It is a fundamental feature of any free society that justice must be done in public, but how does that principle sit with the right of individuals not to have sensitive details of their private lives exposed to the public glare? The Employment Appeal Tribunal (EAT) had the difficult task of balancing those factors in a guideline case (X v Y).
The case concerned a transgender claimant who was in part successful in proceedings against his former employer. He did not attend the Employment Tribunal (ET) hearing himself on mental health grounds and was represented by his father. He was named in the ET's published decision, which made reference to his transgender status and sensitive issues relating to his mental health.
Ten days after the publication, the claimant asked the ET to delete those references and to anonymise the decision so that those who read it would not be able to identify him. The ET refused his application but he appealed on the basis that the decision's publication in unredacted and un-anonymised form violated his right to respect for his private and family life, enshrined in Article 8 of the European Convention on Human Rights.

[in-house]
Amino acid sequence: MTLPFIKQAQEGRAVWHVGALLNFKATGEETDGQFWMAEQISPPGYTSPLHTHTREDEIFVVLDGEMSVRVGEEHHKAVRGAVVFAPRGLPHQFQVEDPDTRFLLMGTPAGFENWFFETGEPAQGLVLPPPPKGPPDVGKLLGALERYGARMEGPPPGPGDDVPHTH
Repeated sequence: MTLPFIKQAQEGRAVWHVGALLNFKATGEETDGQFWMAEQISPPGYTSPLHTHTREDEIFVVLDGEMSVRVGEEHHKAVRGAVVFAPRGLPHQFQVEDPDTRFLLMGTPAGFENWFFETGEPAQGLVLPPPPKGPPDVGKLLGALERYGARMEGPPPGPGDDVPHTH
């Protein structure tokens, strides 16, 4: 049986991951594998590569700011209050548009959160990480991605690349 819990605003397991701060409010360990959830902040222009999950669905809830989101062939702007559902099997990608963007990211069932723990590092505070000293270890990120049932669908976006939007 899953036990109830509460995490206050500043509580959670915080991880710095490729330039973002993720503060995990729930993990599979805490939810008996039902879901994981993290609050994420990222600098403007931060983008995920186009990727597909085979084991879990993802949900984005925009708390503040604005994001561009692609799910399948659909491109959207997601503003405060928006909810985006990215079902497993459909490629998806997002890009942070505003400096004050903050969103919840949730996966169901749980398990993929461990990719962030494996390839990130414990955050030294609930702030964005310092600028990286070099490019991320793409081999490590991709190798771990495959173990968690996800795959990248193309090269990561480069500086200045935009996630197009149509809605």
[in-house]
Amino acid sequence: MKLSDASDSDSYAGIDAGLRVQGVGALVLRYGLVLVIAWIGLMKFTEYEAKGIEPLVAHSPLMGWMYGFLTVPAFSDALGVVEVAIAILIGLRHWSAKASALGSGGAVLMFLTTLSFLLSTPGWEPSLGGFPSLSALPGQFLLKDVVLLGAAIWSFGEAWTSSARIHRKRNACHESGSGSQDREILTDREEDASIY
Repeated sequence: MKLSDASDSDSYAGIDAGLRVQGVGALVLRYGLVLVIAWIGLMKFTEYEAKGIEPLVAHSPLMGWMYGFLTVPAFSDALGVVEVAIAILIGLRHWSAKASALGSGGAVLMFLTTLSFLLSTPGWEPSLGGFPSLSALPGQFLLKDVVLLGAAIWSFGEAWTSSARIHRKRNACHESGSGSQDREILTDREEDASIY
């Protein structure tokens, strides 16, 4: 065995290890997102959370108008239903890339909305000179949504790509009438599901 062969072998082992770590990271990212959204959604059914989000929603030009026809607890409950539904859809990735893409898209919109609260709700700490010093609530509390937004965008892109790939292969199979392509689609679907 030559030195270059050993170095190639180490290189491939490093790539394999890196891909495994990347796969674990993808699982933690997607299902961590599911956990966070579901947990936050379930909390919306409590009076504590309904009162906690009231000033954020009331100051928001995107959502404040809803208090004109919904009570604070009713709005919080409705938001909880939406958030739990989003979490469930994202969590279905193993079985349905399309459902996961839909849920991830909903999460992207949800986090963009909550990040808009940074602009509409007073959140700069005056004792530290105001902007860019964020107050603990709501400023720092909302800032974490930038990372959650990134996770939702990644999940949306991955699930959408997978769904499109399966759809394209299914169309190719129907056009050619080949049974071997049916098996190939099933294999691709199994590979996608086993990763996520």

Ruling on the matter, the EAT found that it would be disproportionate to delete from the decision those passages that dealt with the sensitive issues. Anonymisation of the decision was, however, a less drastic means of protecting the claimant's Article 8 rights.
No application for an anonymity order had been made during the hearing but, given the highly personal and sensitive nature of the references, the ET was plainly wrong not to make such an order of its own volition. Had the claimant's retrospective application been properly considered, the only possible outcome would have been an order for anonymisation. The EAT directed that his name be replaced by random initials in the published decision.